While social distancing and quarantine can induce many of us to become creative, dreaming up digital shows and the like, for some it can provide a time for introspection. Such is the case with collegiate basketball coach Matthew T. Lynch, who came out as gay today in an op-ed.
“It’s been a little over two weeks since our staff was officially let go at the University of North Carolina-Wilmington,” he wrote in the letter, posted to OutSports. “And with the added difficulties of the [ongoing pandemic,] I have begun to realize that I may not have a job in college basketball next year.” Lynch has coached both women’s and men’s teams for a decade at the collegiate level. The 29-year-old was most recently the assistant coach and director of basketball operations at University of North Carolina-Wilmington.
“This is a scary time for everyone and the unknown is always difficult to deal with,” he continued. “But I have made a decision to use this time to become completely open and honest with myself and the people around me. I’m gay.”
In the letter, Lynch writes of how and why he got into coaching, saying that he had always buried his feelings and thought he would “die with the lie” that he was heterosexual. To that end he didn’t talk or talk about his sexuality in hopes that he could just shut that part of his life off. He replaced relationships and a family life with work. The result: he built up internalized homophobia.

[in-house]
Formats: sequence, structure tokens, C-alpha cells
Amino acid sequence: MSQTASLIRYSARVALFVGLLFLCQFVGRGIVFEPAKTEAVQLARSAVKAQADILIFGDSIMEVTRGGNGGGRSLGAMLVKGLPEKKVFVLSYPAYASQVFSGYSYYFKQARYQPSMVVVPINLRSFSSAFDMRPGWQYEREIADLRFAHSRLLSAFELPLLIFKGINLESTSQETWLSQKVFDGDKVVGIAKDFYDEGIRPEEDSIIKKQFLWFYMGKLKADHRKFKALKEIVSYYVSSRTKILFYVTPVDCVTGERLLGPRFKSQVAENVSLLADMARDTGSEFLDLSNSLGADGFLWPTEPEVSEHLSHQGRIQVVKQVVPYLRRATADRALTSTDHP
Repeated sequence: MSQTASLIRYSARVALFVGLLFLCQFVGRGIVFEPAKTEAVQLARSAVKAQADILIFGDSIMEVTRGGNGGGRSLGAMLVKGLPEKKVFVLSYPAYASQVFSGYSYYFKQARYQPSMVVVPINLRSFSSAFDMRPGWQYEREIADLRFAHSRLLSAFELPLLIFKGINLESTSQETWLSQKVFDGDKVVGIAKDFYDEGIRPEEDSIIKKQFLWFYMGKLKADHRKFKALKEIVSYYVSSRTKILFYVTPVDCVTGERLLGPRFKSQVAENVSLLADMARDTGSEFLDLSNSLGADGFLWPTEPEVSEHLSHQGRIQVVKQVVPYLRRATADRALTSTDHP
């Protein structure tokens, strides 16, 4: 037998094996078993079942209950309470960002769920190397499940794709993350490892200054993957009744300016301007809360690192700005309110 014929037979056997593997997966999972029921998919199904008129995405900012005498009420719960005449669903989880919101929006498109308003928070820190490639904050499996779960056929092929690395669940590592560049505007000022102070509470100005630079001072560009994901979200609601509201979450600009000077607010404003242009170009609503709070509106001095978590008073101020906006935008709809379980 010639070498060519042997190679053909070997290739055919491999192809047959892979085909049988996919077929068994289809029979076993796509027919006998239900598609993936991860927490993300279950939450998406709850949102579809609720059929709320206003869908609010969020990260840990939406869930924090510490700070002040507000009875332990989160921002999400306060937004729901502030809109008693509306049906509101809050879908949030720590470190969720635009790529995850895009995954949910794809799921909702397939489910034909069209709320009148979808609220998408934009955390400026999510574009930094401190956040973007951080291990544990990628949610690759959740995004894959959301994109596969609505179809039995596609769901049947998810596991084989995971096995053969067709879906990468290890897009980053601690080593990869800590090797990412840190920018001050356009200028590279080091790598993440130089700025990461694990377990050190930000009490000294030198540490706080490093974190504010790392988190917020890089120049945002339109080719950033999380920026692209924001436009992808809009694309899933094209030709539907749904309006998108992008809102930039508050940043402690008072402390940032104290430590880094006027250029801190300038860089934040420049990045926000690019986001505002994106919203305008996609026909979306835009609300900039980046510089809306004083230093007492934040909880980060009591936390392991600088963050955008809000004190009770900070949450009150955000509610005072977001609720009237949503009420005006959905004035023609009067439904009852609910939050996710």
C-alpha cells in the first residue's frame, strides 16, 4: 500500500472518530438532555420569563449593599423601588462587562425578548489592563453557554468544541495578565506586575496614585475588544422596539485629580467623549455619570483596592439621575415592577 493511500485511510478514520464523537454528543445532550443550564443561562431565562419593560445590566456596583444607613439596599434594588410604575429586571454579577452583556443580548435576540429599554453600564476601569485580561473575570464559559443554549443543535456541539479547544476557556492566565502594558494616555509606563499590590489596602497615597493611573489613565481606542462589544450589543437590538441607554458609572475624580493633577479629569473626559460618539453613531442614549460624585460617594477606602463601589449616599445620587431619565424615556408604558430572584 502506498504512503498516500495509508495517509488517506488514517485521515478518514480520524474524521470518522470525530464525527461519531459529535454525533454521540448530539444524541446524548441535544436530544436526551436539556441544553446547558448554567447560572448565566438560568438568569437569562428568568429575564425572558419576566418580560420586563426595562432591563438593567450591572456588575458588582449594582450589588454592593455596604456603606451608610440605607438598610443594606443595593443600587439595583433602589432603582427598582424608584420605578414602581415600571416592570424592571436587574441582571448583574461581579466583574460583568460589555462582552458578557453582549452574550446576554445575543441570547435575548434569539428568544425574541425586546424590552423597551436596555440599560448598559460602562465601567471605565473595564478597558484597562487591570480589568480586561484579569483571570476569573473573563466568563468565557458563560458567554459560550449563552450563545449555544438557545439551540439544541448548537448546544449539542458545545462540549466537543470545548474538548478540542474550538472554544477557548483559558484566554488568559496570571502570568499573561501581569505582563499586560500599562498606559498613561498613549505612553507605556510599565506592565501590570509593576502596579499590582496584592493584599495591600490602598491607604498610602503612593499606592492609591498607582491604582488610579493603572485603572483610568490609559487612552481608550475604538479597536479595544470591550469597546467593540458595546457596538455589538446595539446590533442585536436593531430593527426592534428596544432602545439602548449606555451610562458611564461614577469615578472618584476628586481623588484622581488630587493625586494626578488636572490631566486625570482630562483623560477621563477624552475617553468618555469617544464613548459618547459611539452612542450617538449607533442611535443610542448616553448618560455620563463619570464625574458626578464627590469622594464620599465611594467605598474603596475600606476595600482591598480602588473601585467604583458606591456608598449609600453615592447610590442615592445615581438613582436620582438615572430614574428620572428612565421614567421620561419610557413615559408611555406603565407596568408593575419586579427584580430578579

“I don’t know why I assumed being gay was wrong, but I tried to just be ‘normal’ (that is, straight),” he wrote. “But I didn’t realize the effect that would have on my long-term health. Being gay weighed on my mind, day and night, more and more. So I would just work harder at coaching, and bury those thoughts and feelings.” He found himself going through periods of depression in the off-season when he wasn’t working.
Over time Lynch began to come out to his friends, players, colleagues, and family and “only received positive feedback.”
“I think it’s important for me to be publicly out,” Lynch continued. “Not only for me and my mental health, but for anyone else out there like me.” He went on to say that he could help “normalize being gay” in his profession.
“The goal isn’t to come out of the closet, it’s to eliminate the closet,” he wrote.